Let’s behold the mechanical miracle of a Promise, and see how easy it actually is (and undeniably satisfactory) to manually write an interface with similar syntactic sugar, without using Promise().

Let’s say we’d want to create a random number generator.

https://xkcd.com/221/

And, we’d also like to know if it’s odd or even. Here’s the syntax we were promised (pun intended):

getRandomNumber(1, 10)
  .thatsOdd(function(number) {
    alert(number + ' is odd!')
  })
  .thatsEven(function(number) {
    alert(number + ' is even!')
  })

Sweet. Now, how would one go about creating that getRandomNumber function?

To make it compile, this is the structure we need to start with:

function getRandomNumber(min, max) {
  
  // return the object that exposes our two methods
  return {
    thatsOdd:  function(h) {
      // let each method return this, to allow chaining
      return this;
    },
    thatsEven: function(h) { 
      // let each method return this, to allow chaining
      return this;
    }
  };
}

The scope that is being returned offers our Promise’s API. It contains two methods thatsOdd and thatsEven. Both methods receive the user’s handler that processes that particular situation.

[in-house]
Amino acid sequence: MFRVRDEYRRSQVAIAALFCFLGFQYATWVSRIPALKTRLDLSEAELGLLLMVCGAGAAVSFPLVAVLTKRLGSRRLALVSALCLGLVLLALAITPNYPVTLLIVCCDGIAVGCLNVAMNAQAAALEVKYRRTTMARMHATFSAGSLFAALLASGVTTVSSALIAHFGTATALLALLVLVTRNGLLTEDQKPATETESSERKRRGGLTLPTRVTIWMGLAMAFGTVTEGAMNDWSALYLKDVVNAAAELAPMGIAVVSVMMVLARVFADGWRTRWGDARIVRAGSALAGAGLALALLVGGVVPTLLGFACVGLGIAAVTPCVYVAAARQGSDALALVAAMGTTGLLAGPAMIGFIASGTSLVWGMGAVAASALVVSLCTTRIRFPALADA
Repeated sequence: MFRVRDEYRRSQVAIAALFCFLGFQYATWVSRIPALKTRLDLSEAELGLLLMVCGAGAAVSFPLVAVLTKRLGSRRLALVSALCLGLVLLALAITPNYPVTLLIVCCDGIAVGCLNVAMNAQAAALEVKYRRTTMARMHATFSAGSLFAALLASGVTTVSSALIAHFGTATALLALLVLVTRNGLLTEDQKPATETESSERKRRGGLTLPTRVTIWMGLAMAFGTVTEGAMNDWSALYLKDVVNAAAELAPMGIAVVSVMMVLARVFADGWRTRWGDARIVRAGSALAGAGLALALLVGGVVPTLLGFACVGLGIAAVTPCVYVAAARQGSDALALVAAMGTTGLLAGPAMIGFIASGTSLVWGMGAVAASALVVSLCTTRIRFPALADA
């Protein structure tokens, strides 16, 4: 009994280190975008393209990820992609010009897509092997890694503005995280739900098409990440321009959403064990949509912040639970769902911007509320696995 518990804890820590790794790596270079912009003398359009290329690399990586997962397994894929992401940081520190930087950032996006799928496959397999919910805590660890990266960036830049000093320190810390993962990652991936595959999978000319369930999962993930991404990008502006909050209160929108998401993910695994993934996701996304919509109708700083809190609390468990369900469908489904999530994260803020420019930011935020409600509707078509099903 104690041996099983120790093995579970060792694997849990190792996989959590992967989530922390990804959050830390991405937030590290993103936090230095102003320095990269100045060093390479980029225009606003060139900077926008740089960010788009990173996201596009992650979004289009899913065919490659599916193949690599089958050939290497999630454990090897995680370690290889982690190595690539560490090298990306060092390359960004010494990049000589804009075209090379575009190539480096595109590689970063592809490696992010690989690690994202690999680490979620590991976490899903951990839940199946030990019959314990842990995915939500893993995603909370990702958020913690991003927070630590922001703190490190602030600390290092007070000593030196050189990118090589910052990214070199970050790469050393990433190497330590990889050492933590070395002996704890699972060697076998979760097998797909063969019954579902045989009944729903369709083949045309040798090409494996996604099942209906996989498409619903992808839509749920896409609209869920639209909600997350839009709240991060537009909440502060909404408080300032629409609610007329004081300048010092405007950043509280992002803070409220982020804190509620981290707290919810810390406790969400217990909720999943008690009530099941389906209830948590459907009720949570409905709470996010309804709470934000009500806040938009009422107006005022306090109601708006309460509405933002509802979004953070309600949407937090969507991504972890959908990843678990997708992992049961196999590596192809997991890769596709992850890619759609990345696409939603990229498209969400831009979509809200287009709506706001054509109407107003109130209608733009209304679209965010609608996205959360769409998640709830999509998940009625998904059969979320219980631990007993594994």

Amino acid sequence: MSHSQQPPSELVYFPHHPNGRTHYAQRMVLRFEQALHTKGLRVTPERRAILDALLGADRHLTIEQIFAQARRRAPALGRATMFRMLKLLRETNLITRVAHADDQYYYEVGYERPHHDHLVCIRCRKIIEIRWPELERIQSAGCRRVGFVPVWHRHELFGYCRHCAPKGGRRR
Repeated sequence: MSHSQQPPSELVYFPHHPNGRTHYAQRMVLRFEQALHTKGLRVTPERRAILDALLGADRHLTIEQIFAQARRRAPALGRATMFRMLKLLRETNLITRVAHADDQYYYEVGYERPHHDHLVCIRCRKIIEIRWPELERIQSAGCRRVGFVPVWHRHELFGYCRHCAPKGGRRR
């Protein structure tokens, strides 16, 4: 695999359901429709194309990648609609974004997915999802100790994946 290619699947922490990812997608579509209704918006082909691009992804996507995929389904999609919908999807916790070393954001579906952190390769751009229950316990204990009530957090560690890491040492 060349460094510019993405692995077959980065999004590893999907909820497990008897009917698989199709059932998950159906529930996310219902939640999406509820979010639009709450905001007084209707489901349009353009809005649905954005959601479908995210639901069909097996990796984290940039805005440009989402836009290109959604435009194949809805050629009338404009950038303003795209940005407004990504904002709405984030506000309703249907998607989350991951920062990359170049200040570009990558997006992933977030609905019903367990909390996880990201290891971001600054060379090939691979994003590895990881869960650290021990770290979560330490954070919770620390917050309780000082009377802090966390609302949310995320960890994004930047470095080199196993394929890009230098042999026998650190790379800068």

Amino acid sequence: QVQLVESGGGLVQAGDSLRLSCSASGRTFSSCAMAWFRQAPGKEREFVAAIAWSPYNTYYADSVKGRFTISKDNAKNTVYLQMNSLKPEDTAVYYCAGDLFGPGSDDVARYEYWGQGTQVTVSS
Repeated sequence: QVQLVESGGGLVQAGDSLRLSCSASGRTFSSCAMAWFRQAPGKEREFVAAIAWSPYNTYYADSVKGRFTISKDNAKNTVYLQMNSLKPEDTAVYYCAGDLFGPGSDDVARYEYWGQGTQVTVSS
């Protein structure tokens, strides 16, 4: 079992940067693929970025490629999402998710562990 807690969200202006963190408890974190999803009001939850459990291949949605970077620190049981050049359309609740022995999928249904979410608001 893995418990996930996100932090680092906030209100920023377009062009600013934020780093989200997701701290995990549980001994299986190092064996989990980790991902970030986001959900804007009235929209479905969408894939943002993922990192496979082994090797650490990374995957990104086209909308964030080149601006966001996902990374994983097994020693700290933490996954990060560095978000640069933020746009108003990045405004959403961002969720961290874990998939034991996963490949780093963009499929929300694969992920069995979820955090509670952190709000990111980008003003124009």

To make this work we need to asynchronously call either the user-defined h handler that they passed in thatsOdd or thatsEven. Here’s how:

function getRandomNumber(min, max) {
  
  // generate the number and see if it's even
  var number = Math.floor(Math.random() * max) + min; 
  var isEven = number % 2 == 0;

  // define the final handler
  var finalHandler;

  // async call to allow caller to map either handler
  setTimeout(function() {
    finalHandler(number);
  }, 0)

  // return the object that exposes our two methods
  return {
    thatsOdd:  function(h) {
      // map the odd handler that will be called async
      if (!isEven) finalHandler = h;
      // let each method return this, to allow chaining
      return this;
    },
    thatsEven: function(h) { 
      // map the even handler that will be called async
      if (isEven) finalHandler = h;
      // let each method return this, to allow chaining
      return this;
    }
  };
}

That’s all there is to it! Here’s a jsfiddle.

Of course there are many optimizations that can be done, but this is the gist that hopefully explains a bit about how to build an async chainable API manually without clutter.

Now go have an awesome day behind your computer.


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